In my last blog post, I spoke of two categories of trials discussed by St. Isaac in homily 42: trials that are the fruit of pride and trials that are allowed by God to create longing and are evidence of one drawing near to God. Before I get into what St. Isaac says about patience and humility at the end of homily 42, I want correct a potential misunderstanding some of you might have based on St. Isaac’s use of two categories. The mistake modern people might make is to assume that because St. Isaac defined two categories of trials and temptations, he therefore understands these two categories to be the only categories and that all trials and tribulations of necessity fall into either one or the other of these categories. This is not how St. Isaac nor the people he was writing for in the seventh century would have understood this use of categories.
For St. Isaac, categories are useful to point toward mystical realities, but are not used to define or limit those realities. So in one of his homilies, St. Isaac can speak of two categories of trials, and in another homily speak of three or four quite different categories of trials. His purpose is not to define or delimit the kinds or purposes of trials; but rather, his purpose it to point to a mystical reality that is experienced in the spiritual life, a reality that cannot be defined or delimited with words, but a reality that he can nonetheless point toward using words and categories. So when St. Isaac speaks of trials as either coming from the fruit of pride or evidencing our drawing near to God, he is pointing toward an experience those pursuing the spiritual life in Christ sometimes have. That is, sometimes we are aware that the trial we are experiencing has come upon us as a result of our arrogance or pride, leading us to repentance. Other times, we are unaware of any specific repentance necessary on our part, and the trials merely constrain and limit us, leading us to deeper longing for God. Are there other ways we experience and learn from and grow from trials? Certainly. But in homily 42, St. Isaac is specifically contrasting these two in order to help the reader understand certain spiritual experiences he or she might encounter, experiences that may even appear contradictory, like joy and fear, or different sorts of trials coming from different sources and evidencing different aspects of one’s relationship with God.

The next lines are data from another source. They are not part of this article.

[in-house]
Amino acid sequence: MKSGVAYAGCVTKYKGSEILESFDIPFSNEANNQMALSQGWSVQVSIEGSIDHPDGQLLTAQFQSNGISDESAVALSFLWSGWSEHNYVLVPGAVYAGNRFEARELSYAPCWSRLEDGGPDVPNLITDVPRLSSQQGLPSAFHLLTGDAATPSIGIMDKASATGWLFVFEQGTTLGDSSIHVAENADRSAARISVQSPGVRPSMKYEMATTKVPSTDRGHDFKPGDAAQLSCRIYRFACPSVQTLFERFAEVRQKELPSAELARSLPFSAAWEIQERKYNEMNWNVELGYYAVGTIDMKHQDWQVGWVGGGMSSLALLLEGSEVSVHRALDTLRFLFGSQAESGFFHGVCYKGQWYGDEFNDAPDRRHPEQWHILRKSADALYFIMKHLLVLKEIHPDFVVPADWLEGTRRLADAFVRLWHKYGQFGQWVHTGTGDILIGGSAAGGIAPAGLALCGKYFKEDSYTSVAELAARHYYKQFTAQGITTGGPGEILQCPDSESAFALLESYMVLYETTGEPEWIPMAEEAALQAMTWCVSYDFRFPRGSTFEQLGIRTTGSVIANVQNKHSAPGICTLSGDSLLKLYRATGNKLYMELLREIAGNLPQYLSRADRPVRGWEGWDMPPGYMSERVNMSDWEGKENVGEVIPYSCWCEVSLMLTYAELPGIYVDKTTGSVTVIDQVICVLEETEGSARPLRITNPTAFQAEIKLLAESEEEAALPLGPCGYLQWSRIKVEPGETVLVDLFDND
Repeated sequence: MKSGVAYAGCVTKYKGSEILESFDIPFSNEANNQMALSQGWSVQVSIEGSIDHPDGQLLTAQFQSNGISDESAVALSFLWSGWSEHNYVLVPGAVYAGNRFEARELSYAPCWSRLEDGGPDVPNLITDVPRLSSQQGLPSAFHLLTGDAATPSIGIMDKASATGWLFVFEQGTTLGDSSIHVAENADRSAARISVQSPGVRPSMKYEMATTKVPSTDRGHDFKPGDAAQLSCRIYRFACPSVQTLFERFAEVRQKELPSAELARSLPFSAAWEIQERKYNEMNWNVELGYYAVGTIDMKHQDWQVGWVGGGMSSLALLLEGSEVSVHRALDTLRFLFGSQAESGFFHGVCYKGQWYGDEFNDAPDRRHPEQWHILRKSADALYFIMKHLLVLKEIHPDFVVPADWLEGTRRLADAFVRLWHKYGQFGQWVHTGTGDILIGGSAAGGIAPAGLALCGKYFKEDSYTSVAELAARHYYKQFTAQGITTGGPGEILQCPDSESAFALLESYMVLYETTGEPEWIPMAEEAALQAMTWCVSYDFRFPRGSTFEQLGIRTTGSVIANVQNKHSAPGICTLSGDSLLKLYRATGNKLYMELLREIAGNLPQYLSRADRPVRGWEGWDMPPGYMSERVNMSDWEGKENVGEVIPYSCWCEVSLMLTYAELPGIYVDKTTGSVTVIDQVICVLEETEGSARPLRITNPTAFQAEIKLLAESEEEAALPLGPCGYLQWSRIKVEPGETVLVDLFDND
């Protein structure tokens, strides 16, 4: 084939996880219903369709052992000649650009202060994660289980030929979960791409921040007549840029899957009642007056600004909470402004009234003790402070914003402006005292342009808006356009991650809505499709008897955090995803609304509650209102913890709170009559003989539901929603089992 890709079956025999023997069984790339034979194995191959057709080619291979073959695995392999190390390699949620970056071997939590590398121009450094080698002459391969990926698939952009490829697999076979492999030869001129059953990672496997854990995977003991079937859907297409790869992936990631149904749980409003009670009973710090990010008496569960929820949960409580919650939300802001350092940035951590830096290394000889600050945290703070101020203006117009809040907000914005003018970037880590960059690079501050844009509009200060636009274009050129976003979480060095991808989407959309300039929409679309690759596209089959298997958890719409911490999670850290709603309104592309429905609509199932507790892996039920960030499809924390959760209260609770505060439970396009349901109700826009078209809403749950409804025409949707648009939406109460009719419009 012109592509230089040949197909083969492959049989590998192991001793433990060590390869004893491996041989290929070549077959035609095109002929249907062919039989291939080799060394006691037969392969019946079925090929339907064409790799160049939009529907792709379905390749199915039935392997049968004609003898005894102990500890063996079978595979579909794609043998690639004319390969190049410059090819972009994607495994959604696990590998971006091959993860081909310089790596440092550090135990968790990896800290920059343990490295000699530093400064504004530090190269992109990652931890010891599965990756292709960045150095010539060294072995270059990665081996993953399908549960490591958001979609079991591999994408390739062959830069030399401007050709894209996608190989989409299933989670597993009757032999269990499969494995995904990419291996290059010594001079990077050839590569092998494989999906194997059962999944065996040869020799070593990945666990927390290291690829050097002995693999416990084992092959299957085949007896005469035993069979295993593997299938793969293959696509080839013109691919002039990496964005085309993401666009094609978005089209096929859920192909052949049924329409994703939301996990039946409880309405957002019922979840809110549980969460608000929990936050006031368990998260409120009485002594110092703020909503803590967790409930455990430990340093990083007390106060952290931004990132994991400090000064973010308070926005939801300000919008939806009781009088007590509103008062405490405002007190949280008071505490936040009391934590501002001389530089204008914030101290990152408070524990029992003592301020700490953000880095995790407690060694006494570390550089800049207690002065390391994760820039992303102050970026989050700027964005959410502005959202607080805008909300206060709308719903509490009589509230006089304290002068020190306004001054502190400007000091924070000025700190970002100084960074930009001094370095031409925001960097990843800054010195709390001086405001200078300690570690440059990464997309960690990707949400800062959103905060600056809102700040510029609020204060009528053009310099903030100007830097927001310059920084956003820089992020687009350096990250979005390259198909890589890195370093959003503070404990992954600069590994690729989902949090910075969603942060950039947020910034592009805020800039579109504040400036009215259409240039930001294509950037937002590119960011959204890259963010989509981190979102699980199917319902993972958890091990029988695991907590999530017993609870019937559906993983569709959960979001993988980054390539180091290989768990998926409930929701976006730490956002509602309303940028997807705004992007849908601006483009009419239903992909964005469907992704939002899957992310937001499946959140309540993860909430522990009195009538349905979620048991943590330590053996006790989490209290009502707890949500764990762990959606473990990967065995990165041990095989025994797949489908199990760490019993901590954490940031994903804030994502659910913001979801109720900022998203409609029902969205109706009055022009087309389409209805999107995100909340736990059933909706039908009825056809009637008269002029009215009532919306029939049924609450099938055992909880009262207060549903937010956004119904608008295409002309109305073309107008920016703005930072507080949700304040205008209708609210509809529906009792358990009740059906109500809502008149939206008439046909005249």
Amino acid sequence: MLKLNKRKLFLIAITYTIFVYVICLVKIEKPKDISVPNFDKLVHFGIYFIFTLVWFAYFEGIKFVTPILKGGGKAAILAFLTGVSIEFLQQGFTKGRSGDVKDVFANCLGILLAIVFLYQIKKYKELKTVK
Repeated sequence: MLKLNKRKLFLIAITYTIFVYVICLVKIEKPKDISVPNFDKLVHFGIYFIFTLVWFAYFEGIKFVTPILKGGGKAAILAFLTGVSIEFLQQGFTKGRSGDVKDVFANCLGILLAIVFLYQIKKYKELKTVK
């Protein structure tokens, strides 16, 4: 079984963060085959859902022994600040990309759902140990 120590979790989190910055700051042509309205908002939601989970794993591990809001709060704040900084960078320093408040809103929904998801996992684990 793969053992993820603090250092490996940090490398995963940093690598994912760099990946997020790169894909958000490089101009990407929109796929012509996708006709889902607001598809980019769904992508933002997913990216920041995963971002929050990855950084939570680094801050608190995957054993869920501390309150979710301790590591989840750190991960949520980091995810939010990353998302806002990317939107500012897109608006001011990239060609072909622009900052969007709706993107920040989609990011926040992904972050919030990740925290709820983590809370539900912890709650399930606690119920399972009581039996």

St. Isaac begins wrapping up homily 42 with the following words,
“Hear yet another consideration. Every adversity and affliction, if not accompanied by patience, produces double torment; for a man’s patience casts off distress, while faintness of heart is the mother of anguish. Patience is the mother of consolation and is a certain strength which is usually born of largeness of heart. It is hard for a man to find this strength in his tribulations without a gift from God received through the ardent pursuit of prayer and the outpouring of his tears.”
Patience, according to St. Isaac, can cut in half the adversity and affliction one experiences in trials, regardless of the source. Whether the source of the trial is my own sin and pride, or “a blow inflicted by divine love,” as he earlier puts it, if I accept and endure the trial with patience, the suffering is cut in half. St. Isaac contrasts faintness of heart with largeness of heart. In this homily, largeness of heart seems to be a synonym for humility of heart which it gives birth to patience and is a gift from God received through ardent pursuit of prayer and the outpouring of tears. Largeness of heart has to do with a humility that is able to accept and even be aware of the nearness of God even in the midst of a painful or difficult trial—even if that trial has come upon me as a result of my own sin and stupidity. It is a humility that “with a thankful heart [is] patient in evils for His love’s sake.” In other words, it is a humility both given as a gift from God and born out of a love for God and faith in God that is so intense that even evils can be endured patiently and with thankfulness to God because one knows that God will use even evil things to perfect our souls.
What? How can the evil that we suffer perfect our souls? Is St. Isaac saying that God causes evil? No. But he is saying that God allows evil to come upon us and that by enduring that suffering with thankfulness, patience and love, we can be perfected, or made mature in Christ. This is a mystery. It is not reasonable or logical. It’s completely ironic. Therefore to complain that this doesn’t make sense or isn’t fair doesn’t help at all. St. Isaac isn’t explaining a theory of Christian maturity, he is describing an experience—an experience that crucifies even our mind. And the very first step toward this kind of humility is to acknowledge that you don’t have it. It is only through the “ardent pursuit of prayer and the outpouring of tears” in the midst of the irrational and unfair evil that has come upon us that we begin to experience the grace and gift of humility that produces patience which, St. Isaac says, cuts our suffering in half.